The government is suggesting a second Covid-19 wave is about to hit Britain—but they aren’t doing nearly enough to prepare properly for a new onslaught.
With a large part of northern England now back under strict measures, Boris Johnson is reported to be considering a new lockdown regime for the whole country.
He was forced to back off from further easing social distancing measures last Friday.
Services such as nail bars and bowling alleys were due to reopen their doors on Saturday but permission was dramatically pulled at the eleventh hour.
Johnson and chancellor Rishi Sunak met to discuss options for a second lockdown, as the number of infections rose.
The Sunday Times reported that the pair considered extending the shielding programme to all those between the ages of 50 and 70.
The Tories claim to be taking Covid-19 testing seriously and will introduce two new tests for Covid‑19 that can deliver results within 90 minutes across hospitals and care homes.
Yet no evaluation data has been published on these two new tests and experts warn that the government could be buying faulty equipment.
“Repeatedly through the pandemic the government has raced ahead purchasing tests on the basis of manufacturer’s claims,” said Professor Jon Deeks from Birmingham University.
“And they have found later when independent studies are done that the tests do not have adequate performance for use in the NHS.
Deeks, who is part of a team evaluating tests said, “The mistakes made in test purchasing have wasted millions of pounds as well as put lives at risk.”
The Department for Health and Social Care said one of the new Covid-19 tests will be used across NHS hospitals from September and provided by firm DnaNudge.
The other contract, provided by the Oxford Nanopore company, is due to release 450,000 tests.
But Deeks said the tests were simply too unknown to be counted on.
“We cannot emphasise how important it is to see independent evaluations of all tests before they are implemented.”
The Tories had previously promised to rollout testing kits across care homes this month.
But local authorities learnt last Friday that the scheme was being delayed for weeks—until at least 7 September. This leaves hundreds of thousands of care home residents suffering from five months of social isolation and unable to receive visitors.
And care home managers are reporting that they still can’t get hold of “regular” tests. Provider Care UK said it was finding it “increasingly difficult to access” testing.
Nadra Ahmed, executive chair of the National Care Association, called the government delays “disgraceful”.
"To all the relatives who have been told they can go and visit now safely, how do we do that?”
The Tories don’t care about care home residents—they have let the virus run rampant through adult social care settings for months.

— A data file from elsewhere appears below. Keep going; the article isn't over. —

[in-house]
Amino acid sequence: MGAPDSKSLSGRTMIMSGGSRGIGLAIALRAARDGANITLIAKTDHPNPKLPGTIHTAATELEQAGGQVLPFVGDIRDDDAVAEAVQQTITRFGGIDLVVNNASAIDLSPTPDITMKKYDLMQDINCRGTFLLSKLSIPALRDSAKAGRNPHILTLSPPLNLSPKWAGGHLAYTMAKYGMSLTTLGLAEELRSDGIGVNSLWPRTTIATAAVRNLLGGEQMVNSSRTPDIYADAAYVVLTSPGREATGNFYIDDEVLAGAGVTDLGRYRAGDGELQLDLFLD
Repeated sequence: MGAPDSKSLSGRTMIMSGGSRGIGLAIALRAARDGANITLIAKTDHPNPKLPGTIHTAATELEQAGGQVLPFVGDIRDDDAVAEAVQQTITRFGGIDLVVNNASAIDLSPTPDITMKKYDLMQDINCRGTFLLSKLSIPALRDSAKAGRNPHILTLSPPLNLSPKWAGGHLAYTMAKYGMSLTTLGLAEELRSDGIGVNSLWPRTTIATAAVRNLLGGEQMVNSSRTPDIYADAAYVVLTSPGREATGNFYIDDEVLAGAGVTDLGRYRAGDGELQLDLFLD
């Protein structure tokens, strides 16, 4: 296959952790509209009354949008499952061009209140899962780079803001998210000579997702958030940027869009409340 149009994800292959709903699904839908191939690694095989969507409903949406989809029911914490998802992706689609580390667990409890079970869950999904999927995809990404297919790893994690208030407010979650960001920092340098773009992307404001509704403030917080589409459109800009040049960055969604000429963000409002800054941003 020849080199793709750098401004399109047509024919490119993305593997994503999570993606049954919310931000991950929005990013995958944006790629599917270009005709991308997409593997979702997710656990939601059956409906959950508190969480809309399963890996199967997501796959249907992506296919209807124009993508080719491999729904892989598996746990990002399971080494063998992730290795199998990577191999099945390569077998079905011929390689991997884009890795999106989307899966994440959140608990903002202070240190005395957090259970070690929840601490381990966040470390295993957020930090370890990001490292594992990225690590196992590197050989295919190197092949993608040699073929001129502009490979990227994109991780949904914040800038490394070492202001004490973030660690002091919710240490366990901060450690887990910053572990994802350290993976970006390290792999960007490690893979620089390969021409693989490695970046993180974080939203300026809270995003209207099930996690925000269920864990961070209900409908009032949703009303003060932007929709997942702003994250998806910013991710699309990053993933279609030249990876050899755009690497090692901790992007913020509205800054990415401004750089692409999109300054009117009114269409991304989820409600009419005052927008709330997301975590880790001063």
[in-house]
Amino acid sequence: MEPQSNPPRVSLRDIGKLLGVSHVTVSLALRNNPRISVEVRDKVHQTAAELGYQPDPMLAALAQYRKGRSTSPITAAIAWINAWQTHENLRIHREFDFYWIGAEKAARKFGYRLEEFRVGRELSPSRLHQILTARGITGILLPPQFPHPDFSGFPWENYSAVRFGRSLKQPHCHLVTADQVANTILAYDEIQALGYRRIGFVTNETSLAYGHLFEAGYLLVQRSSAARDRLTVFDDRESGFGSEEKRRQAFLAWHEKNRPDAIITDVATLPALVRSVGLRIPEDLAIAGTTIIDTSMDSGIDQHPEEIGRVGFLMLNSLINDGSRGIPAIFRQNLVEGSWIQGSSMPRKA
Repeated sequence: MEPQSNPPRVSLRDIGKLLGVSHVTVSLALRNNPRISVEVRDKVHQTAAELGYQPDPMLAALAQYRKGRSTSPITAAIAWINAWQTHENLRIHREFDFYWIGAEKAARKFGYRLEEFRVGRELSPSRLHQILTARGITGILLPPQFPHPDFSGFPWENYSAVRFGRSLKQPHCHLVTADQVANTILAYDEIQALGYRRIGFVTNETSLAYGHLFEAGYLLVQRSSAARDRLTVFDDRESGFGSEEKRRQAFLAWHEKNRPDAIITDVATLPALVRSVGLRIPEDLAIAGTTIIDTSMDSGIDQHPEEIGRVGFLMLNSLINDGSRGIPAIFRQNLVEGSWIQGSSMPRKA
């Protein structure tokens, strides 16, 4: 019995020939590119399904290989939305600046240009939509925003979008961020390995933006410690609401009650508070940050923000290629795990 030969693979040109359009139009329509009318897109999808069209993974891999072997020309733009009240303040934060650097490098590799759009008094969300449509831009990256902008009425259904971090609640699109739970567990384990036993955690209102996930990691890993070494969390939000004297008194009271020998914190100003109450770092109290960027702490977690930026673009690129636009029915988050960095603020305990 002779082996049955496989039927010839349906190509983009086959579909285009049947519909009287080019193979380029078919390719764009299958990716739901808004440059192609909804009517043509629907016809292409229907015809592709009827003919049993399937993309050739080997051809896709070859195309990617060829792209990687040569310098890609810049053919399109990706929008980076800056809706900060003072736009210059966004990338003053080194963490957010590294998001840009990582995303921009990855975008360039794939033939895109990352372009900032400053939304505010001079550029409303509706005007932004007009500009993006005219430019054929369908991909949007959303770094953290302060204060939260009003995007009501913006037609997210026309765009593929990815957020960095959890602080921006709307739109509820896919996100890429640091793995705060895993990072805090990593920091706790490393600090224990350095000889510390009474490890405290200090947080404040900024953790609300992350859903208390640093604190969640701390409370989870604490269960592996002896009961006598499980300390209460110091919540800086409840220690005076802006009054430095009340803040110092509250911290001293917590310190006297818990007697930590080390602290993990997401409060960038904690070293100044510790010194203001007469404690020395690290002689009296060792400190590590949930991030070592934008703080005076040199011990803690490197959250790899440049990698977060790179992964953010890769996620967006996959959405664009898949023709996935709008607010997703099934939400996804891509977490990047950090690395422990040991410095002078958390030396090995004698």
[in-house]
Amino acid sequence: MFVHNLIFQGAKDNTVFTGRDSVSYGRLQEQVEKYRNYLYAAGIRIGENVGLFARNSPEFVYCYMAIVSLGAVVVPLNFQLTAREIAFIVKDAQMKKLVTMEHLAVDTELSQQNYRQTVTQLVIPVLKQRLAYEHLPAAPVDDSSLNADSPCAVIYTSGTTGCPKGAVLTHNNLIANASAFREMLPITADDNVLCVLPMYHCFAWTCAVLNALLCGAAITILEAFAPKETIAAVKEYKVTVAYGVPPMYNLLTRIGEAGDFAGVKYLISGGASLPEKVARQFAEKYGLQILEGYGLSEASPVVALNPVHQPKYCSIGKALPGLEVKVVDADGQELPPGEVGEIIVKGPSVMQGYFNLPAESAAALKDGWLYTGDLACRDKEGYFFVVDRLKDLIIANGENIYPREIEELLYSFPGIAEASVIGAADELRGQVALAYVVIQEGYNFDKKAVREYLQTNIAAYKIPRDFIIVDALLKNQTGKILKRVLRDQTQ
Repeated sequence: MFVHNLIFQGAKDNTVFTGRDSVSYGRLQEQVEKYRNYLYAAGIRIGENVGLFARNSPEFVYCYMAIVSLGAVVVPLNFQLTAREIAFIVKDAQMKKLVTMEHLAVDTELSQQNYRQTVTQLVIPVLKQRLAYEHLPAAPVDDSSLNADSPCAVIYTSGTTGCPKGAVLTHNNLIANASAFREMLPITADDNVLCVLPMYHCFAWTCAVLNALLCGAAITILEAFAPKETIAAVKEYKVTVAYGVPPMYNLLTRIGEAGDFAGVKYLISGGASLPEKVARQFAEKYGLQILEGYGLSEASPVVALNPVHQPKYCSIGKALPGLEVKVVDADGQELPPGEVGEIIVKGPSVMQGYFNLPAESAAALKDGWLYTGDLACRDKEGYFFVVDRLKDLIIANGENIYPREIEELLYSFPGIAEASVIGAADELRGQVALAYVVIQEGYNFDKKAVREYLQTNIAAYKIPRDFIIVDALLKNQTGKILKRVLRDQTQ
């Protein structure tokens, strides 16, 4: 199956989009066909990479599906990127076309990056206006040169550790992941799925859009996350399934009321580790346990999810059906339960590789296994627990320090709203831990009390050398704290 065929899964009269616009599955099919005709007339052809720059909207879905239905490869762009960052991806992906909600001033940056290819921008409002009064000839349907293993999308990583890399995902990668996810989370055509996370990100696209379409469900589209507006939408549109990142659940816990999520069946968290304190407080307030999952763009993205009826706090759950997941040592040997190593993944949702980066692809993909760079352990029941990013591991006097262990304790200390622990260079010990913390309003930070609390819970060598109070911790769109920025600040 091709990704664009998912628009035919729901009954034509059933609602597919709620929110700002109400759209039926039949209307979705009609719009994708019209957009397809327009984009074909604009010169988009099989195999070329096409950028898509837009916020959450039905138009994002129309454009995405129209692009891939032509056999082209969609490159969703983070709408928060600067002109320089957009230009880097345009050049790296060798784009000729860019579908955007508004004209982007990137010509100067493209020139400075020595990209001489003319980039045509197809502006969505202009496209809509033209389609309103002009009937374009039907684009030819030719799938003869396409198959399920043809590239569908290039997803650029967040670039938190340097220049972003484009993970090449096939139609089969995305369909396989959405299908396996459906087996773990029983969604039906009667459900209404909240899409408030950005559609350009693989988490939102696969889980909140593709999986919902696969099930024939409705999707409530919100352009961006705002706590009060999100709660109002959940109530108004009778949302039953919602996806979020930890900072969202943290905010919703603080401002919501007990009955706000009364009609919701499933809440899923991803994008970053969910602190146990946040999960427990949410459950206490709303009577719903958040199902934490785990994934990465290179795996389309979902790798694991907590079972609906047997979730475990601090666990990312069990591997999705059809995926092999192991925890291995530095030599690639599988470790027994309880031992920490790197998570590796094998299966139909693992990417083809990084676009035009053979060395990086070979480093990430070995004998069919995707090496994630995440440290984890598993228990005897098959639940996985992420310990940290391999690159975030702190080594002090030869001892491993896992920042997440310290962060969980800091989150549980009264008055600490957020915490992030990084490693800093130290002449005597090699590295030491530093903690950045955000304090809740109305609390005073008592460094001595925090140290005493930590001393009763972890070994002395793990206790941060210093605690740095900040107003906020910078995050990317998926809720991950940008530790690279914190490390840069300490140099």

Their latest half-hearted attempts at controlling the catastrophe will only lead to more misery.
Care home residents sacrificed
Care homes in England and their older residents were “thrown to the wolves” during the coronavirus crisis, according to a scathing parliamentary report.
Matt Hancock, the health secretary, claimed that the government had “thrown a protective ring around care homes”.
But the MPs’ report shows that’s a lie.
Almost 20,000 care home residents died with confirmed or suspected coronavirus between 2 March and 12 June.
The committee said the crisis revealed the “tragic impact” of delays by successive governments to reform the social care sector, which has been subject to years of underfunding.
The committee said the government had “squandered” the opportunity to build up supplies of personal protective equipment (PPE) such as masks and gloves in January and February, and changed the guidance on PPE in care homes 40 times—“leading to confusion”.
The changes seemed to be based on what the system could cope with, rather than clinical advice and “what was right” and without taking into account the “reality on the ground,” the MPs found.
Meg Hillier MP, the Labour chair of the committee, said, “The failure to provide adequate PPE or testing to the millions of staff and volunteers who risked their lives to help us through the first peak of the crisis is a sad, low moment in our national response.
“Our care homes were effectively thrown to the wolves, and the virus has ravaged some of them.”
She also criticised the “bold and ambitious claims made by ministers about the roll out of test, track and trace that don’t match the reality” the lack of which meant that “vulnerable people surviving the first wave have been isolated for months.”
Firms still give to the rich
British companies have said in recent weeks that they will pay out more than £1 billion of dividend payments to shareholders.
BAE Systems last week announced it would start paying dividends again, worth about £300 million.
Packaging group Smurfit Kappa and property company Land Securities followed with similar boosts for the rich.
Analysis by Peel Hunt investment bankers suggests about 27 companies that cancelled dividends during the first half of the year are likely to restore payouts later in 2020. In total, about £25 billion of dividends are still pending before the end of the year across more than 150 of the top 350 companies.
Russ Mould, investment director at stockbroker AJ Bell, said the return of companies such as BAE, Smurfit and Land Securities to the dividend list “offers income‑seekers some grounds for hope”.
Dividend payments go overwhelmingly to people who are already very rich.
They are the ultimate form of unearned income.